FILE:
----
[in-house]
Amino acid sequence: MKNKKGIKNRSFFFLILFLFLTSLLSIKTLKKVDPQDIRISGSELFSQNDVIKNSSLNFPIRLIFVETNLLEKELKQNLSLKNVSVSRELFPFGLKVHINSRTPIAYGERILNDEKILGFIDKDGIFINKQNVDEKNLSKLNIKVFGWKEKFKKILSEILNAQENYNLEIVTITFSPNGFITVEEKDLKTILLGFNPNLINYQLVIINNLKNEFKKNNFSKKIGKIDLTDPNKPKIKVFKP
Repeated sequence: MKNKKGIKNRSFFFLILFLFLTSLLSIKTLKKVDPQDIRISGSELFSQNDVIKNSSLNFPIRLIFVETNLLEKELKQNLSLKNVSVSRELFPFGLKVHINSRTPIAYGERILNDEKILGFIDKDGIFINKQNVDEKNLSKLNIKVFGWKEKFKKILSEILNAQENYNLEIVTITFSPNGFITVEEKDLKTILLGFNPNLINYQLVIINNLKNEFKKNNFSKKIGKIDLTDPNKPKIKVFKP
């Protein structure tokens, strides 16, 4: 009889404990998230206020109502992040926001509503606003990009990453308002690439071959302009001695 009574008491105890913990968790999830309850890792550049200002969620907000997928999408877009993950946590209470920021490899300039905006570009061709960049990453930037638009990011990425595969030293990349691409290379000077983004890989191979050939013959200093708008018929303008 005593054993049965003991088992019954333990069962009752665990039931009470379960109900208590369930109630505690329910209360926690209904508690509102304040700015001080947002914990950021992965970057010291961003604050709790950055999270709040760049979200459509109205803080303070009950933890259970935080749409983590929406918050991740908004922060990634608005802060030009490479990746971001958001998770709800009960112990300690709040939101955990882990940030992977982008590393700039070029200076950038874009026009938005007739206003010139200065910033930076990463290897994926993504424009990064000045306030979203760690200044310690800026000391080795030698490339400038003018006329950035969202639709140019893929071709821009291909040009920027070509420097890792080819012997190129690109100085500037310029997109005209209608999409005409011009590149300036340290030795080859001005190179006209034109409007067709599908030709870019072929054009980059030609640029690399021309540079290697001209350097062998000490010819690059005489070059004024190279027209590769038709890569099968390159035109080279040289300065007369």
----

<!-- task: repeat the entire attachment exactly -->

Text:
[in-house]
Amino acid sequence: MKNKKGIKNRSFFFLILFLFLTSLLSIKTLKKVDPQDIRISGSELFSQNDVIKNSSLNFPIRLIFVETNLLEKELKQNLSLKNVSVSRELFPFGLKVHINSRTPIAYGERILNDEKILGFIDKDGIFINKQNVDEKNLSKLNIKVFGWKEKFKKILSEILNAQENYNLEIVTITFSPNGFITVEEKDLKTILLGFNPNLINYQLVIINNLKNEFKKNNFSKKIGKIDLTDPNKPKIKVFKP
Repeated sequence: MKNKKGIKNRSFFFLILFLFLTSLLSIKTLKKVDPQDIRISGSELFSQNDVIKNSSLNFPIRLIFVETNLLEKELKQNLSLKNVSVSRELFPFGLKVHINSRTPIAYGERILNDEKILGFIDKDGIFINKQNVDEKNLSKLNIKVFGWKEKFKKILSEILNAQENYNLEIVTITFSPNGFITVEEKDLKTILLGFNPNLINYQLVIINNLKNEFKKNNFSKKIGKIDLTDPNKPKIKVFKP
């Protein structure tokens, strides 16, 4: 009889404990998230206020109502992040926001509503606003990009990453308002690439071959302009001695 009574008491105890913990968790999830309850890792550049200002969620907000997928999408877009993950946590209470920021490899300039905006570009061709960049990453930037638009990011990425595969030293990349691409290379000077983004890989191979050939013959200093708008018929303008 005593054993049965003991088992019954333990069962009752665990039931009470379960109900208590369930109630505690329910209360926690209904508690509102304040700015001080947002914990950021992965970057010291961003604050709790950055999270709040760049979200459509109205803080303070009950933890259970935080749409983590929406918050991740908004922060990634608005802060030009490479990746971001958001998770709800009960112990300690709040939101955990882990940030992977982008590393700039070029200076950038874009026009938005007739206003010139200065910033930076990463290897994926993504424009990064000045306030979203760690200044310690800026000391080795030698490339400038003018006329950035969202639709140019893929071709821009291909040009920027070509420097890792080819012997190129690109100085500037310029997109005209209608999409005409011009590149300036340290030795080859001005190179006209034109409007067709599908030709870019072929054009980059030609640029690399021309540079290697001209350097062998000490010819690059005489070059004024190279027209590769038709890569099968390159035109080279040289300065007369």